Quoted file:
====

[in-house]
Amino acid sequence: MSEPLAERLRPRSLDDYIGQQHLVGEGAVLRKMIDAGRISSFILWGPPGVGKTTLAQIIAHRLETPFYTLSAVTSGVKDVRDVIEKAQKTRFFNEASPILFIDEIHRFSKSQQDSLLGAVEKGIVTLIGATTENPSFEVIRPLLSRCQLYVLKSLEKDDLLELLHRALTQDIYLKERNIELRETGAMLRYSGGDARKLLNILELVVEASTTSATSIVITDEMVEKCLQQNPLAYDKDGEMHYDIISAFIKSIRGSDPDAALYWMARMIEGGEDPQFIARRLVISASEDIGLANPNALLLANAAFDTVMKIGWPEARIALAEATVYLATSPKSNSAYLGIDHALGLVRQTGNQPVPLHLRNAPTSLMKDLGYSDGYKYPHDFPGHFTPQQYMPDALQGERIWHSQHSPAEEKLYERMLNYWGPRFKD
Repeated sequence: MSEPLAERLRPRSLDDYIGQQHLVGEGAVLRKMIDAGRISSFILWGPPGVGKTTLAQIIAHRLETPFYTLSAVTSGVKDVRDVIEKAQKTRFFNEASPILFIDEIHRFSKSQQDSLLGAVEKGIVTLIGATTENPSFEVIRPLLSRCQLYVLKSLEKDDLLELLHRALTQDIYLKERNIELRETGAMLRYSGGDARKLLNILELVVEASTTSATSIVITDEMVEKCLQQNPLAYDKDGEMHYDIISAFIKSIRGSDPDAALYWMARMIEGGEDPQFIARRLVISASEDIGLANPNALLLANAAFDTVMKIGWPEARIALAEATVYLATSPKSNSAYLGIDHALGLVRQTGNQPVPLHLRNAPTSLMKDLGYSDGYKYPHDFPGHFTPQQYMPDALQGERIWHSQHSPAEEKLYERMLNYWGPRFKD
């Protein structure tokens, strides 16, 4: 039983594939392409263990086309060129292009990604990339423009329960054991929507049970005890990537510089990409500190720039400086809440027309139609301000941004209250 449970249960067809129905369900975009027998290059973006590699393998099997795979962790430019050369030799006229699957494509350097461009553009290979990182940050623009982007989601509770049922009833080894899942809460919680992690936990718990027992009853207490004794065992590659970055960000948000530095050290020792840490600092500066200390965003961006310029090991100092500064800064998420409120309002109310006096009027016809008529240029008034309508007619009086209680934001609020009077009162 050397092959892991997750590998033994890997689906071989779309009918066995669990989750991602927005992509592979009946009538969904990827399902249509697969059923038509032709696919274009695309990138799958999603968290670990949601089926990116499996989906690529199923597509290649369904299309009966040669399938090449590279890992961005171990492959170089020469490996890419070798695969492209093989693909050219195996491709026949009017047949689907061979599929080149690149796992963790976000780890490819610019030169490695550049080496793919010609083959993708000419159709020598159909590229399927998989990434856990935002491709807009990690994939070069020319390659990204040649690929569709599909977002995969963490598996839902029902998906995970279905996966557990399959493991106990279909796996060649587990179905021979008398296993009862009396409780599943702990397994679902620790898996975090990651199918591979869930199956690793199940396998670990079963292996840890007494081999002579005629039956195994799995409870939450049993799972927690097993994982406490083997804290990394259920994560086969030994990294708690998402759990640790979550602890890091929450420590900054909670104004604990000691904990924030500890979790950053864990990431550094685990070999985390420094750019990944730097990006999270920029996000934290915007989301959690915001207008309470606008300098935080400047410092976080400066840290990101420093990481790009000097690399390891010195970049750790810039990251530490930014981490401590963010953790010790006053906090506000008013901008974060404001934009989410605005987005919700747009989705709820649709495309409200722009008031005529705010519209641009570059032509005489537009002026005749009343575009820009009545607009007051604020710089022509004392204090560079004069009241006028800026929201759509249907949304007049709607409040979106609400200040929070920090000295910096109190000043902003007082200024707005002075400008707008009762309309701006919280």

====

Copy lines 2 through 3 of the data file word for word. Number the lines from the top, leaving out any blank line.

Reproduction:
Amino acid sequence: MSEPLAERLRPRSLDDYIGQQHLVGEGAVLRKMIDAGRISSFILWGPPGVGKTTLAQIIAHRLETPFYTLSAVTSGVKDVRDVIEKAQKTRFFNEASPILFIDEIHRFSKSQQDSLLGAVEKGIVTLIGATTENPSFEVIRPLLSRCQLYVLKSLEKDDLLELLHRALTQDIYLKERNIELRETGAMLRYSGGDARKLLNILELVVEASTTSATSIVITDEMVEKCLQQNPLAYDKDGEMHYDIISAFIKSIRGSDPDAALYWMARMIEGGEDPQFIARRLVISASEDIGLANPNALLLANAAFDTVMKIGWPEARIALAEATVYLATSPKSNSAYLGIDHALGLVRQTGNQPVPLHLRNAPTSLMKDLGYSDGYKYPHDFPGHFTPQQYMPDALQGERIWHSQHSPAEEKLYERMLNYWGPRFKD
Repeated sequence: MSEPLAERLRPRSLDDYIGQQHLVGEGAVLRKMIDAGRISSFILWGPPGVGKTTLAQIIAHRLETPFYTLSAVTSGVKDVRDVIEKAQKTRFFNEASPILFIDEIHRFSKSQQDSLLGAVEKGIVTLIGATTENPSFEVIRPLLSRCQLYVLKSLEKDDLLELLHRALTQDIYLKERNIELRETGAMLRYSGGDARKLLNILELVVEASTTSATSIVITDEMVEKCLQQNPLAYDKDGEMHYDIISAFIKSIRGSDPDAALYWMARMIEGGEDPQFIARRLVISASEDIGLANPNALLLANAAFDTVMKIGWPEARIALAEATVYLATSPKSNSAYLGIDHALGLVRQTGNQPVPLHLRNAPTSLMKDLGYSDGYKYPHDFPGHFTPQQYMPDALQGERIWHSQHSPAEEKLYERMLNYWGPRFKD